It is an object of the present invention to increase the security of a document or article having such a magnetic strip and to provide an apparatus and method for verifying whether or not the document or article is genuine.

The present invention provides apparatus for characterising or identifying an article having a magnetic material thereon which stores information relating to the article, the apparatus comprising means for irradiating the article with electromagnetic radiation of a particular spectral characteristic, means for detecting electromagnetic radiation which is emitted by or reflected from the article due to the irradiation thereof by the means for irradiating, means for determining whether or not the detected radiation has prescribed spectral characteristics thereby to detect whether or not the article is genuine, and a magnetic detector means for reading information which is stored on the magnetic material, the means for determining being arranged to control the magnetic detector means in response to the detection of whether or not the article is genuine.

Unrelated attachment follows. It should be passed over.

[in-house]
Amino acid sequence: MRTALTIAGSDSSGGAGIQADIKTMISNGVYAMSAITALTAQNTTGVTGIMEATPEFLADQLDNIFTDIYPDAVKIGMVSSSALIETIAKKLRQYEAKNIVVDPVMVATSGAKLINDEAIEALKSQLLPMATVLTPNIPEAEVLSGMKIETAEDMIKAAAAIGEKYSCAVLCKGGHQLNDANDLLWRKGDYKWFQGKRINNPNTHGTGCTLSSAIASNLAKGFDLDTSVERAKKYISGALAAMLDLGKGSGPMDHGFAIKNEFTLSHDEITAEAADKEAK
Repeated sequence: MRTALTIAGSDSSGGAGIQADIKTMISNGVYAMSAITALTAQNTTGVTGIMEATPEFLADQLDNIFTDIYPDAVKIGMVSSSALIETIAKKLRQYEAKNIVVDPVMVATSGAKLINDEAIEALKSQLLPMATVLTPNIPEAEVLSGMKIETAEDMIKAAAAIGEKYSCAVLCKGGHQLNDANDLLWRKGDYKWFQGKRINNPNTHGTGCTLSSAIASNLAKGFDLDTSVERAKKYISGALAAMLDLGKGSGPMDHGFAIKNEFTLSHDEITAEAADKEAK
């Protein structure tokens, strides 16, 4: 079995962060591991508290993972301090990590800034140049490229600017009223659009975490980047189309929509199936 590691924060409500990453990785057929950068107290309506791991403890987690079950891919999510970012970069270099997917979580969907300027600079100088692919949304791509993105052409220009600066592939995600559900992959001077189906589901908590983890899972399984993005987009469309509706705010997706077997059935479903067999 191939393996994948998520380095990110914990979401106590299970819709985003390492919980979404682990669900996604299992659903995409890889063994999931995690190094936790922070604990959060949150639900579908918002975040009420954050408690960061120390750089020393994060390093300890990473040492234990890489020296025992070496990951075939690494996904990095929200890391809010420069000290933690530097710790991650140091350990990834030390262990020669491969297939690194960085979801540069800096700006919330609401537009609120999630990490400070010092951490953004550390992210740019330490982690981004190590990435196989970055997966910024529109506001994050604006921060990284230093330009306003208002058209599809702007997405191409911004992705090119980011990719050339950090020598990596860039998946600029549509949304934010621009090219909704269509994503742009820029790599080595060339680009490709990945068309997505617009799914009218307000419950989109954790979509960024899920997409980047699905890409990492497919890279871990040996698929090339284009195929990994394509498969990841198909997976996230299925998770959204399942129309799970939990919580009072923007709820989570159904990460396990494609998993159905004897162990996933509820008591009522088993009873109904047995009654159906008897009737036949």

Preferably, the means for detecting electromagnetic radiation comprises a plurality of optical filters each arranged to transmit a different wavelength and a plurality of photo-detectors, each being arranged to receive filtered radiation from a respective optical filter.

The apparatus may further comprise an article detector which detects when an article to be characterised or identified is at a testing station adjacent the means for irradiating and the means for detecting electromagnetic radiation, the article detector being operable to actuate the means for determining when the article is at the testing station.